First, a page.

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It's essential to BE PREPARED; Countdown Organisation is key if you want to enjoy a stress-free Christmas, so start doing your planning right away.

EVERY Christmas we all swear that next year we'll be organised. The bad news is that it is now next year - but there's still time to make Christmas run as smoothly as possible.

It can all be summed up in one word: lists.

Begin by making your Christmas card list straight away. Look out addresses, highlight all the ones which need to be sent abroad and write them first to ensure you meet the Post Office's "post-by" deadline. Then write the rest in batches - 25 at a time doesn't seem quite so overwhelming.

If you're having any parties, check whether you need to hire glasses, buy dishes or even have the piano tuned.

Check smoke and carbon monoxide detectors. It's a depressing subject, but tragically there are always housefires making the headlines at this time of year, so change the batteries and test detectors to keep your family safe.

Now's also the time to start a master gift list, including everything from the major purchases right down to tips for the paper boy.

Buy drink and chocolates early - adding a couple of extras to your weekly supermarket shop from the beginning of November does seem to make it less painful financially.

Always remember to tick items off your list if you do this, as it totally defeats the purpose if you end up buying twice over.

Wrap and label gifts as you buy them and try to find a space where they can be stored safely out of sight.

Check all work nights out, parties and get-togethers for all the family over the festive season and reserve any required babysitters as soon as you can, as they will be much in demand over Christmas.

At the beginning of December, write the Christmas menu and start buying all the small freezable or storable parts of Christmas dinner. Order your turkey and plan the other big meals you will be preparing over Christmas.

In an ideal world - and certainly in the one that we all remember fondly from our childhood - we would all like to spend days lovingly maturing rich cakes and puddings and baking endless batches of mince pies and other goodies to keep the family happy at Christmastime.

But for most of us, that will remain an impossible dream - or nightmare, depending on your cookery skills.

The worst thing is putting it all off and then doing a panic buy, which costs a fortune and usually means you'll miss out on something vital.

The key is to try and strike a happy medium. A good balance of home-made and ready-made will still result in a fairly impressive banquet and won't leave the poor cook completely shattered and unable to enjoy the meal.

If you have plenty of time, then it is great fun to make your own Christmas goodies but don't beat yourself up about it if you opt for ready-made ones from the huge range available in all supermarkets.

One good compromise can be to buy a good-quality cake and then marzipan and ice it yourself to give it a personal touch.

Traditional snowpeaks made with royal icing and decorated with Christmas ornaments always look great, or buy some ready-to-roll icing and let the children make some simple models such as snowmen or penguins to create a lovely winter scene.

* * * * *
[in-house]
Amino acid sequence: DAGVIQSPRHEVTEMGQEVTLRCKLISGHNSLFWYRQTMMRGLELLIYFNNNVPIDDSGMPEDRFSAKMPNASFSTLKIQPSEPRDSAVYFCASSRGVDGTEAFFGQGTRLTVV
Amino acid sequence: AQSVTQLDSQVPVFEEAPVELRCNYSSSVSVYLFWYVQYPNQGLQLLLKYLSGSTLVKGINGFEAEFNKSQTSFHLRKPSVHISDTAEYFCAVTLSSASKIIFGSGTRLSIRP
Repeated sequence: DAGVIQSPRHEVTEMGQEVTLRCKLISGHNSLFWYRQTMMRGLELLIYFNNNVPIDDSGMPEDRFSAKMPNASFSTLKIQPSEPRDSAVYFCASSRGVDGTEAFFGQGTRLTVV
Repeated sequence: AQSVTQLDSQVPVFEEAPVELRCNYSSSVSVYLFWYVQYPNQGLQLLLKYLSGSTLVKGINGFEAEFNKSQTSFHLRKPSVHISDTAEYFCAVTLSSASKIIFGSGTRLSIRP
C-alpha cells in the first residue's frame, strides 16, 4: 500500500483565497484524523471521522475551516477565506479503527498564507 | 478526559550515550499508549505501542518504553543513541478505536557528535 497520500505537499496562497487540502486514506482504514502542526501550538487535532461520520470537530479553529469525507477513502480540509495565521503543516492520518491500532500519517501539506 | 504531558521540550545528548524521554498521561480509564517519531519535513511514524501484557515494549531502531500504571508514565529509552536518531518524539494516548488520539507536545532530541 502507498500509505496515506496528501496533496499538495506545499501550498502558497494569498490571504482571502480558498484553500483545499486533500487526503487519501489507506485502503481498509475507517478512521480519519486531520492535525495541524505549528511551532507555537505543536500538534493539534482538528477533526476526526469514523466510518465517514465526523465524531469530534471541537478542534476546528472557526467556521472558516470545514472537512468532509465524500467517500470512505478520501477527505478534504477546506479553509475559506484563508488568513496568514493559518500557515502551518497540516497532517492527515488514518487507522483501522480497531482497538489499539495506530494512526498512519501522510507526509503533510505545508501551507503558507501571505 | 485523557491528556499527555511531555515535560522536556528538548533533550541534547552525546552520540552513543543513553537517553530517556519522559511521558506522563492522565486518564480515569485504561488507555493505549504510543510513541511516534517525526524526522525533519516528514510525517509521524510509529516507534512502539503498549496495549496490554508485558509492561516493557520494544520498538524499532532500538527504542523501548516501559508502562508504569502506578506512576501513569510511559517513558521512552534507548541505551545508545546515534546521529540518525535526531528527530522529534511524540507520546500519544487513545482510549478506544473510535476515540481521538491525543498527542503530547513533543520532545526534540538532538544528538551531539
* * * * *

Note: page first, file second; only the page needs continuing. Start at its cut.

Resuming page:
Most of your guests will be completely fooled into thinking the whole creation is your own.

If you treat yourselves to the best ingredients you can afford, then you won't go far wrong. Do as much preparation as possible before Christmas Day and remember that you can buy practically anything from bread sauce and a huge variety of stuffing to roast potatoes and turkey gravy ready prepared.

Decide what you can do and what you'd prefer to pay for and then plan accordingly.

Up to a month beforehand, the potatoes and parsnips can be prepared, parboiled and frozen on trays before being bagged and returned to the freezer.

Bread sauce can also be made and frozen. And if you are catering for a vegetarian, the nut roast can be made and put in the freezer the week before.

If that all sounds a bit hectic, then do a little here and there because it really is blissful to have as much time to yourself as possible on Christmas Eve and the big day itself.

On Christmas Eve the carrots and brussel sprouts can be prepared and cut up and stored overnight in the fridge in plastic bags. The turkey can be stuffed and ready for roasting.

If you are really organised, you will have your dining table all set and ready before you fall into bed on Christmas Eve.

If you're opting for a classic Christmas pudding you will either have made it months in advance, so it's practically tipsy, or you'll have a good ready-made one to hand.

For something lighter, consider a pavlova, which is surprisingly easy to make the day before, needing only to be topped with whipped cream and fruit before serving.

Good organisation like this will result in a much more relaxed Christmas Day and will even allow you to sit down to a peaceful breakfast.

Now you'll only have the turkey to concentrate on, along with laying out a light starter like smoked salmon, so you shouldn't feel too worn out by the time you are ready to sit at the table.
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Title Annotation:Features
Publication:Daily Record (Glasgow, Scotland)
Date:Nov 7, 2007
Words:899
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